An experience-near concept is, roughly, one that someone--a patient, a subject, in our case an informant--might himself naturally and effortlessly use to define what he or his fellows see, feel, think, imagine, and so on, and which he would readily understand when similarly applied by others. An experience-distant concept is one that specialists of one sort or another--an analyst, an experimenter, an ethnographer, even a priest or an ideologist--employ to forward their scientific, philosophical, or practical aims. "Love" is an experience-near concept, "object cathexis" is an experience-distant one. "Social stratification" and perhaps for most peoples in the world even "religion" (and certainly "religious system") are experience-distant; "caste" and "nirvana" are experience-near, at least for Hindus and Buddhists.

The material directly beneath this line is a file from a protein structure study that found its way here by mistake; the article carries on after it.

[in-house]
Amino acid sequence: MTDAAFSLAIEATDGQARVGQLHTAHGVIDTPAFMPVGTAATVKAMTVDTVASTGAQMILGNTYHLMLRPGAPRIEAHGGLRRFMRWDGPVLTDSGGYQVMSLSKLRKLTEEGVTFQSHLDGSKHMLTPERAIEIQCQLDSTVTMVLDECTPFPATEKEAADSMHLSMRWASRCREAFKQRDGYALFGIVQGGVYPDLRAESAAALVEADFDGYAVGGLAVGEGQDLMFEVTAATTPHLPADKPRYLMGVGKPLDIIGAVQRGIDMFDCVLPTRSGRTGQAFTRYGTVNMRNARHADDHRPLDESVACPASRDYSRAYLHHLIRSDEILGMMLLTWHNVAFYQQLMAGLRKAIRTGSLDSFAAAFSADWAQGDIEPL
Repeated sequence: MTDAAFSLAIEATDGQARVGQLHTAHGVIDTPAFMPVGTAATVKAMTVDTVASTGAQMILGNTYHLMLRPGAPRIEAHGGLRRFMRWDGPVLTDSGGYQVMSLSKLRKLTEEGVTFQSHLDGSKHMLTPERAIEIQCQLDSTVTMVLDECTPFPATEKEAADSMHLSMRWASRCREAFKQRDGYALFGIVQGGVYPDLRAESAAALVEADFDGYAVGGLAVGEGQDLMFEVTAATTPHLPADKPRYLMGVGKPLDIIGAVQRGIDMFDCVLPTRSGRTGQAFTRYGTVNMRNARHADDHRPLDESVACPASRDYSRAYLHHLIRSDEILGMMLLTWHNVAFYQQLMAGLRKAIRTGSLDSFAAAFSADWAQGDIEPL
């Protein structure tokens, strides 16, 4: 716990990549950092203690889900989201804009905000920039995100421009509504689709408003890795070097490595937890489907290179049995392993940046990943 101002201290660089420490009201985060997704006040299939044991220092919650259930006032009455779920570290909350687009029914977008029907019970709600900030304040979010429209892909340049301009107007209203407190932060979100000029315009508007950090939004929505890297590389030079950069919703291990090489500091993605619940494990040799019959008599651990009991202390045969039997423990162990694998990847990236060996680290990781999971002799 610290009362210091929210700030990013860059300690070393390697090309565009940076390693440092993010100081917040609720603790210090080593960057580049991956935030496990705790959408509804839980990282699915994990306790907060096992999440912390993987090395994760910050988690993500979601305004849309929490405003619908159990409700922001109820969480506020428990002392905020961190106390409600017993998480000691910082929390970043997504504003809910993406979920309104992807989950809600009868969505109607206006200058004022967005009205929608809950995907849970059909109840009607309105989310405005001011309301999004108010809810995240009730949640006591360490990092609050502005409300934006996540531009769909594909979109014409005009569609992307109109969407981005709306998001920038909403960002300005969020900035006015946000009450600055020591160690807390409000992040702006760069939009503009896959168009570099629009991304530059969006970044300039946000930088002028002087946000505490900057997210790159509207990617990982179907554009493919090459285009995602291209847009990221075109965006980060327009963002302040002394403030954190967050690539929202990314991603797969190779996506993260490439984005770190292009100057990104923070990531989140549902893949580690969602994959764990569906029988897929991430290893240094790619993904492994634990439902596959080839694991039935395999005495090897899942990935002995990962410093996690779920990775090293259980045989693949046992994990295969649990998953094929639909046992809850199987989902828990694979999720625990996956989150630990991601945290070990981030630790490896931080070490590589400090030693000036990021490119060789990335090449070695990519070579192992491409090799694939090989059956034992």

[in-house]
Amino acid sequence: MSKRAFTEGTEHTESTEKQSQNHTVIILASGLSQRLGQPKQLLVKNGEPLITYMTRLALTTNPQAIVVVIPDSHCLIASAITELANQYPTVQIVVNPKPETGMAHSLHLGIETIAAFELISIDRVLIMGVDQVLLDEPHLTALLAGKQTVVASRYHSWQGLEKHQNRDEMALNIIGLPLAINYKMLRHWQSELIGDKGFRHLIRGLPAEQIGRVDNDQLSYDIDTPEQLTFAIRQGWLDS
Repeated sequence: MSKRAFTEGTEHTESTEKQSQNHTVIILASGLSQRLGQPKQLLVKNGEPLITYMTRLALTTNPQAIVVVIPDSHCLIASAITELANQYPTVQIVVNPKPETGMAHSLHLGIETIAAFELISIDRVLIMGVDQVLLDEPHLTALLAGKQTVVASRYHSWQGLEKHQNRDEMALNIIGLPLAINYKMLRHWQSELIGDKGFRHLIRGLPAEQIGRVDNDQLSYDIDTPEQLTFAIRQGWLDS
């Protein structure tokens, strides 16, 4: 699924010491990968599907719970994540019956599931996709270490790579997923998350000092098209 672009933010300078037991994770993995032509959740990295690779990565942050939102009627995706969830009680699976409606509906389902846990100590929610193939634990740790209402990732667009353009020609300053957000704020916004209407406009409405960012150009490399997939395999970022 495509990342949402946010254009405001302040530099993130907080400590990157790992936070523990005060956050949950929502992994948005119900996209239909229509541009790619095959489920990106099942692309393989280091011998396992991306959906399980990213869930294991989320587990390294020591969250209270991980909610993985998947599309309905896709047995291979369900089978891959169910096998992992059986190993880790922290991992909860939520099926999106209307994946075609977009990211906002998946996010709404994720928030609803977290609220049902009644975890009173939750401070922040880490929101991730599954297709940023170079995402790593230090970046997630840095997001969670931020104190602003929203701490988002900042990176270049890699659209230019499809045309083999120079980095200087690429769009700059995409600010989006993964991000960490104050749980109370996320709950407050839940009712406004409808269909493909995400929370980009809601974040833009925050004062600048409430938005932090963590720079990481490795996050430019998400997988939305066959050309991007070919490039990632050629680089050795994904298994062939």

Clearly, the matter is one of degree, not polar opposition--"fear" is experience-nearer than "phobia," and "phobia" experience-nearer than "ego dyssyntonic." And the difference is not, at least so far as anthropology is concerned (the matter is otherwise in poetry and physics), a normative one, in the sense that one sort of concept is to be preferred as such over the other. Confinement to experience-near concepts leaves an ethnographer awash in immediacies, as well as entangled in vernacular. Confinement to experience-distant ones leaves him stranded in abstractions and smothered in jargon. The real question, and the one Malinowski raised by demonstrating that, in the case of "natives," you don't have to be one to know one, is what roles the two sorts of concepts play in anthropological analysis. Or, more exactly, how, in each case, ought one to deploy them so as to produce an interpretation of the way a people lives which is neither imprisoned within their mental horizons, an ethnography of witchcraft as written by a witch, nor systematically deaf to the distinctive tonalities of their existence, an ethnography of witchcraft as written by a geometer.